Tip #1: Awareness of what drains or energizes you

After reading the book, “Getting the Love you Want” by Harville Hendrix and Helen LaKelley Hunt, I was curious about Imago Therapy. Then, I spent a weekend assisting another seasoned Imago Relationship Therapist. It was my first exposure to this particular modality. I felt energized in seeing couples transform from conflict to connection. While facing my own insecurities, I was drawn to get more training and become certified. The following exerpt is included in my book “Beyond Messy Relationships.” I pondered the words of my spiritual director, Dr. David G. Benner.

We talked about my growing counseling practice. I felt both unsettled and drawn to counseling couples. But how would pastors or prospective clients trust me as a couple’s counselor since I was divorced?

He said something like this: “Judy, allow your counseling practice to grow out of your being. Remember you are a human being. Don’t get caught up in living as a ‘human doing.’ Let your counseling reflect your grounding in truth. Remember that you are a person rather than a theology.”

You can count on there being seasons of transitions and change throughout your counseling career. Especially now while we are all facing the effect of the pandemic, it’s vital to know what is draining and what is energizing. This profession requires acute self-awareness. We must be attuned to our needs as Mental Health professionals.

Remember you are a human being. Don’t get caught up in living as a ‘human doing.’ Click To Tweet

Expect days in which you wonder why you entered this field in the first place. And other days may feel like “holy ground.” Of course, we have “normal” days in which neither extreme happens. But of course, we strive to make space for those “aha” life-affirming transitions.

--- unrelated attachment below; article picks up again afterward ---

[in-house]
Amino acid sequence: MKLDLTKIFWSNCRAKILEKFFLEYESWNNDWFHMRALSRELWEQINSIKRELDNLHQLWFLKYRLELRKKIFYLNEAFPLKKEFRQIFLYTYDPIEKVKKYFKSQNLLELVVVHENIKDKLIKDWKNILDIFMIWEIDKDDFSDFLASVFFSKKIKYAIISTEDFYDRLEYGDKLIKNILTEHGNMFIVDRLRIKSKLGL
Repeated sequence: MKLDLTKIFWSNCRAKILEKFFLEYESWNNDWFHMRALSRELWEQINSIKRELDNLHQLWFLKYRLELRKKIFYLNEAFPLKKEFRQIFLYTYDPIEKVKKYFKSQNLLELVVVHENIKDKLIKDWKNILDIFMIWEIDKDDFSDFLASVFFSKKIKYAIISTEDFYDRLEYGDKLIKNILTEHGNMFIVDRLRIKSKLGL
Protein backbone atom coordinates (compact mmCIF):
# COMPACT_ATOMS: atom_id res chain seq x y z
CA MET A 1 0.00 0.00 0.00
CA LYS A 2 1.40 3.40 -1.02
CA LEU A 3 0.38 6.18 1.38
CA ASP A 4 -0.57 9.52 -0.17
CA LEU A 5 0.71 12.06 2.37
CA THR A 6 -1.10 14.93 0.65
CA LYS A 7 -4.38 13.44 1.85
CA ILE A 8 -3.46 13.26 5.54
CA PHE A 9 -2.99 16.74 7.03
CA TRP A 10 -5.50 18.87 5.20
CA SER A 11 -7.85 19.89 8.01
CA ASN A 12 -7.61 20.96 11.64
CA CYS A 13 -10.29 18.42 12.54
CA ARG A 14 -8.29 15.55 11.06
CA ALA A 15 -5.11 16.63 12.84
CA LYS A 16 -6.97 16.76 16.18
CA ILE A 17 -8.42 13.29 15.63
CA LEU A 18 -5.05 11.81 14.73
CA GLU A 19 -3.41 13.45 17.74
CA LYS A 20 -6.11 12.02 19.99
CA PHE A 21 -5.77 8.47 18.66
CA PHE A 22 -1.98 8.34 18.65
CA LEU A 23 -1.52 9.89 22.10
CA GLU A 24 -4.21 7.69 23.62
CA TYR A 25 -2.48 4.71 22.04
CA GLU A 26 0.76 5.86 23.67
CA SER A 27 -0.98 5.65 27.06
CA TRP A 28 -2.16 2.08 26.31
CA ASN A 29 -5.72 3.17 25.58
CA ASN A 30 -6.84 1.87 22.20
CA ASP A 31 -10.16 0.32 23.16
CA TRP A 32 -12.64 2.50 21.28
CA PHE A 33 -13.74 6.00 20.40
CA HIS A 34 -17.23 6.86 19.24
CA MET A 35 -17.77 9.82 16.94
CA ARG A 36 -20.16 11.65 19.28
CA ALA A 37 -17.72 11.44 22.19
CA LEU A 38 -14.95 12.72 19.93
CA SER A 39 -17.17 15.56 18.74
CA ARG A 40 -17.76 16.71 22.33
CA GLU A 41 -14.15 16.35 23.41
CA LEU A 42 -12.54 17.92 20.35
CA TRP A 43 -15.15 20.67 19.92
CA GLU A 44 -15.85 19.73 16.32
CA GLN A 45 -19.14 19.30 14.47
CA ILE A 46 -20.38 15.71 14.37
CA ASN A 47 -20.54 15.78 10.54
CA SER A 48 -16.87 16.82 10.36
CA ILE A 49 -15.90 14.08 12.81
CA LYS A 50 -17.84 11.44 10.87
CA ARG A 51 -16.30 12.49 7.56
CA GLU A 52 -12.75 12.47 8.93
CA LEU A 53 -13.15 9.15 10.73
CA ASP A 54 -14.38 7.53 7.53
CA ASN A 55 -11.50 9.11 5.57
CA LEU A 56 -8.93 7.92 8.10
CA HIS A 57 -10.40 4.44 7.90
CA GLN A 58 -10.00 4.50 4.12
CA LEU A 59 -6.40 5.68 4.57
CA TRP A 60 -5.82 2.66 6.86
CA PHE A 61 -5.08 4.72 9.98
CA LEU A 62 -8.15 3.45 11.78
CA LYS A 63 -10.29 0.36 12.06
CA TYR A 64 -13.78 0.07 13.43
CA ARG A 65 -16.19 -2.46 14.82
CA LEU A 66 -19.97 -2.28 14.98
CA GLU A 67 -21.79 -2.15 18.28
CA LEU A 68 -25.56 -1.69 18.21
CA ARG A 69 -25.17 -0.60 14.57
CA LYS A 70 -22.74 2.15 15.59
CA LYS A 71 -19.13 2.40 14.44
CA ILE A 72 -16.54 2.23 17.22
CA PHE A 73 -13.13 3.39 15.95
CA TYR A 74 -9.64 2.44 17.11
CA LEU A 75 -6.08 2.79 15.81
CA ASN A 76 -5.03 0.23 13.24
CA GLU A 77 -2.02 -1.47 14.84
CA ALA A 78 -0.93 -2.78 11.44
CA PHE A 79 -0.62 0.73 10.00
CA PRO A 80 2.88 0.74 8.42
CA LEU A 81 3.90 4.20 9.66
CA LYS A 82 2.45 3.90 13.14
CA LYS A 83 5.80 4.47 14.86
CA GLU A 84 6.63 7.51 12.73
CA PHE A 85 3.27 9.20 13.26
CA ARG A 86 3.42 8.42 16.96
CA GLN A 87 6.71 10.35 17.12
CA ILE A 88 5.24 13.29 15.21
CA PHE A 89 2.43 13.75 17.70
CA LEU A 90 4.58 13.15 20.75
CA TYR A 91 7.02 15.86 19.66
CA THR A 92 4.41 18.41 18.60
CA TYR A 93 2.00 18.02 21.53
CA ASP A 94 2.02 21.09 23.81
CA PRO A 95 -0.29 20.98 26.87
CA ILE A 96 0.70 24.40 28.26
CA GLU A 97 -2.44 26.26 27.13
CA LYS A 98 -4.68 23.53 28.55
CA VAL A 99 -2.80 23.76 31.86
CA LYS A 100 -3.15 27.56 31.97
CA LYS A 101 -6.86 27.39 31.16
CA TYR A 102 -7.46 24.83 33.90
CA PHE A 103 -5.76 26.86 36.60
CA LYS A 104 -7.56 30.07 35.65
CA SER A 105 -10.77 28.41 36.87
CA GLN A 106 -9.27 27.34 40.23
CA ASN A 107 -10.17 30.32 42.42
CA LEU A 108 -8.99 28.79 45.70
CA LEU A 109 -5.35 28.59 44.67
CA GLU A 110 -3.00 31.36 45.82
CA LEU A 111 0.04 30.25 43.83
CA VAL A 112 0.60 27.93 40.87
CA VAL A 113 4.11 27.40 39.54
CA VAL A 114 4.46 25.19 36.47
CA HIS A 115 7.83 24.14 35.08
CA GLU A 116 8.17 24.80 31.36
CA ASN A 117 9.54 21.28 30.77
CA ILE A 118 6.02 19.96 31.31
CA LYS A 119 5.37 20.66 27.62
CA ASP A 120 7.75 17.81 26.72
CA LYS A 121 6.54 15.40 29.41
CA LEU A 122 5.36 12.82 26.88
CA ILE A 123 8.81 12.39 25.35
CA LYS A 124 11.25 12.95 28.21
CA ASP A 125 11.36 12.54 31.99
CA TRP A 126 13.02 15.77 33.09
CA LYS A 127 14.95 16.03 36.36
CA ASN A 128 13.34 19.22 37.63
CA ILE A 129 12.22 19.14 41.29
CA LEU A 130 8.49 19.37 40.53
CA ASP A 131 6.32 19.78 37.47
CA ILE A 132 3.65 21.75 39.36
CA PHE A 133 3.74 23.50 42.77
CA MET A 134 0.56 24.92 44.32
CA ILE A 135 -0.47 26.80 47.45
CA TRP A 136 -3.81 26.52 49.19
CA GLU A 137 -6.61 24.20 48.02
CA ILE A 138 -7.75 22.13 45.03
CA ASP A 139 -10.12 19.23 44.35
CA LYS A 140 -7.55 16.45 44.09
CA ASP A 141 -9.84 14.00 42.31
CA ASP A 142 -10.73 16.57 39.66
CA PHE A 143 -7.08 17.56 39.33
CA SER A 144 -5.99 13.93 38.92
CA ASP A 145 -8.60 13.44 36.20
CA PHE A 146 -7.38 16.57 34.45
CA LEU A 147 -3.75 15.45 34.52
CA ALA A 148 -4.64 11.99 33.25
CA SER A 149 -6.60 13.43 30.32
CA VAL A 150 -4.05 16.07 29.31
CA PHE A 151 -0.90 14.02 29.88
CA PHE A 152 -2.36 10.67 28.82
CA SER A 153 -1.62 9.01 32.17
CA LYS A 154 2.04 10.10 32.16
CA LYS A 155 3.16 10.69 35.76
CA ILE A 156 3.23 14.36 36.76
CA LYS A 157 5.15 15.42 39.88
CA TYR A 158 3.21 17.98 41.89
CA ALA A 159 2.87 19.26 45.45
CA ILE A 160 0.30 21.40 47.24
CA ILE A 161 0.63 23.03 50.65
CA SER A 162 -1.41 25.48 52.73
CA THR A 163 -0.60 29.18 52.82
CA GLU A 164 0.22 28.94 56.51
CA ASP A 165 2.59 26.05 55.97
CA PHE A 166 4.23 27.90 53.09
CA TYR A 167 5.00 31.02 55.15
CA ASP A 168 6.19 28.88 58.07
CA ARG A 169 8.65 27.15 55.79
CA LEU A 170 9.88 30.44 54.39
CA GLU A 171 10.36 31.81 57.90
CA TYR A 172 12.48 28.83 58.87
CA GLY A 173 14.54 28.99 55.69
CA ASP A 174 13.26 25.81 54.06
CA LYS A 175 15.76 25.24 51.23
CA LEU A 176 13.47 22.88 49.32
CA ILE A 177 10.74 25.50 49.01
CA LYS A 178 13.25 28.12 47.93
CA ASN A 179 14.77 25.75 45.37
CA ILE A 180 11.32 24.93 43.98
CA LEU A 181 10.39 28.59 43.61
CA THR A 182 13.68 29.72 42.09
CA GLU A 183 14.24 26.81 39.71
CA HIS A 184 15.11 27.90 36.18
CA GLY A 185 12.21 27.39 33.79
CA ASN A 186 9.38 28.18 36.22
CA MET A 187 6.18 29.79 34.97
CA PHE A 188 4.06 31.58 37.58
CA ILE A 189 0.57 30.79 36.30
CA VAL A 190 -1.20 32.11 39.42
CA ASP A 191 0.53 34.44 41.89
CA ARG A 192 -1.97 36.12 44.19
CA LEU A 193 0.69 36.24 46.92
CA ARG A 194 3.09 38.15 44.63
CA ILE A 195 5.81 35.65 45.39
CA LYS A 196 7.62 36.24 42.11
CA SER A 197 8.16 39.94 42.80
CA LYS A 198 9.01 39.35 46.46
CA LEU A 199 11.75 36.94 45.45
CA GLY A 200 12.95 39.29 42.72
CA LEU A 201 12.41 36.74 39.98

Given our continual awareness, this leads to tip # 2. Intentionally envision your ideal practice.

Tip #2: Intentionally envision your ideal practice

Without a vision, we are sure to remain stuck doing the same therapy year after year. We work with the same type of clients because insurance dictates our client load. As a result, we put ourselves at risk for negativity, cynicism, and stress.

But just as we plan for vacations with a specific destination in mind, we need to envision our ideal counseling practice. It’s vital that we evolve, learn, and innovate ourselves professionally.

So many of us become isolated even in group practices. Without awareness, we stay in our comfort zone with those we’ve known for years. We go to the same conferences for our CEU’s.

It’s vital that we evolve, learn, and innovate ourselves professionally. Click To Tweet

Here’s a couple of conferences I’ve recently learned about.

Not So Typical Psychotherapist Summit
Therapy Reimagined 2020

It’s extremely important to build relationships and grow our perspectives with other mental health professionals. Given our continual awareness and intentional vision, this leads to tip # 3. Risk growing your services.